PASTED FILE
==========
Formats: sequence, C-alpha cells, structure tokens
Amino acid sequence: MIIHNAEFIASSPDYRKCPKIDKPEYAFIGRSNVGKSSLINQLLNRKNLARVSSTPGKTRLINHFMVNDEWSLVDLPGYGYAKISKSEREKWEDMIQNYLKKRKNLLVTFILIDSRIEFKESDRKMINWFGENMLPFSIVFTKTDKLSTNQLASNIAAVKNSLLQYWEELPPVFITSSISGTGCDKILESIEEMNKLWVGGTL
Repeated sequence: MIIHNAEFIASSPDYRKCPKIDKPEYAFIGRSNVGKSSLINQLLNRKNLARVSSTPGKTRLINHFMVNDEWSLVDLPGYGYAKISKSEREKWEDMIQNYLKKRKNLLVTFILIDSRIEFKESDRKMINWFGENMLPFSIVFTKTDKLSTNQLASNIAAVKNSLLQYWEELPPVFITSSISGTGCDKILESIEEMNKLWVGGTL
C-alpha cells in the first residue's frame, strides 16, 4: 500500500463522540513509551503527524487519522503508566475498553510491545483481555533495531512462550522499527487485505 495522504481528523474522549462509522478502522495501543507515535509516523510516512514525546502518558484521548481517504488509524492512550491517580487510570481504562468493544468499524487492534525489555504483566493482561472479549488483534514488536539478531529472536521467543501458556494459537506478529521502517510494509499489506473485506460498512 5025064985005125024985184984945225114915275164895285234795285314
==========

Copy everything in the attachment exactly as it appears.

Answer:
Formats: sequence, C-alpha cells, structure tokens
Amino acid sequence: MIIHNAEFIASSPDYRKCPKIDKPEYAFIGRSNVGKSSLINQLLNRKNLARVSSTPGKTRLINHFMVNDEWSLVDLPGYGYAKISKSEREKWEDMIQNYLKKRKNLLVTFILIDSRIEFKESDRKMINWFGENMLPFSIVFTKTDKLSTNQLASNIAAVKNSLLQYWEELPPVFITSSISGTGCDKILESIEEMNKLWVGGTL
Repeated sequence: MIIHNAEFIASSPDYRKCPKIDKPEYAFIGRSNVGKSSLINQLLNRKNLARVSSTPGKTRLINHFMVNDEWSLVDLPGYGYAKISKSEREKWEDMIQNYLKKRKNLLVTFILIDSRIEFKESDRKMINWFGENMLPFSIVFTKTDKLSTNQLASNIAAVKNSLLQYWEELPPVFITSSISGTGCDKILESIEEMNKLWVGGTL
C-alpha cells in the first residue's frame, strides 16, 4: 500500500463522540513509551503527524487519522503508566475498553510491545483481555533495531512462550522499527487485505 495522504481528523474522549462509522478502522495501543507515535509516523510516512514525546502518558484521548481517504488509524492512550491517580487510570481504562468493544468499524487492534525489555504483566493482561472479549488483534514488536539478531529472536521467543501458556494459537506478529521502517510494509499489506473485506460498512 5025064985005125024985184984945225114915275164895285234795285314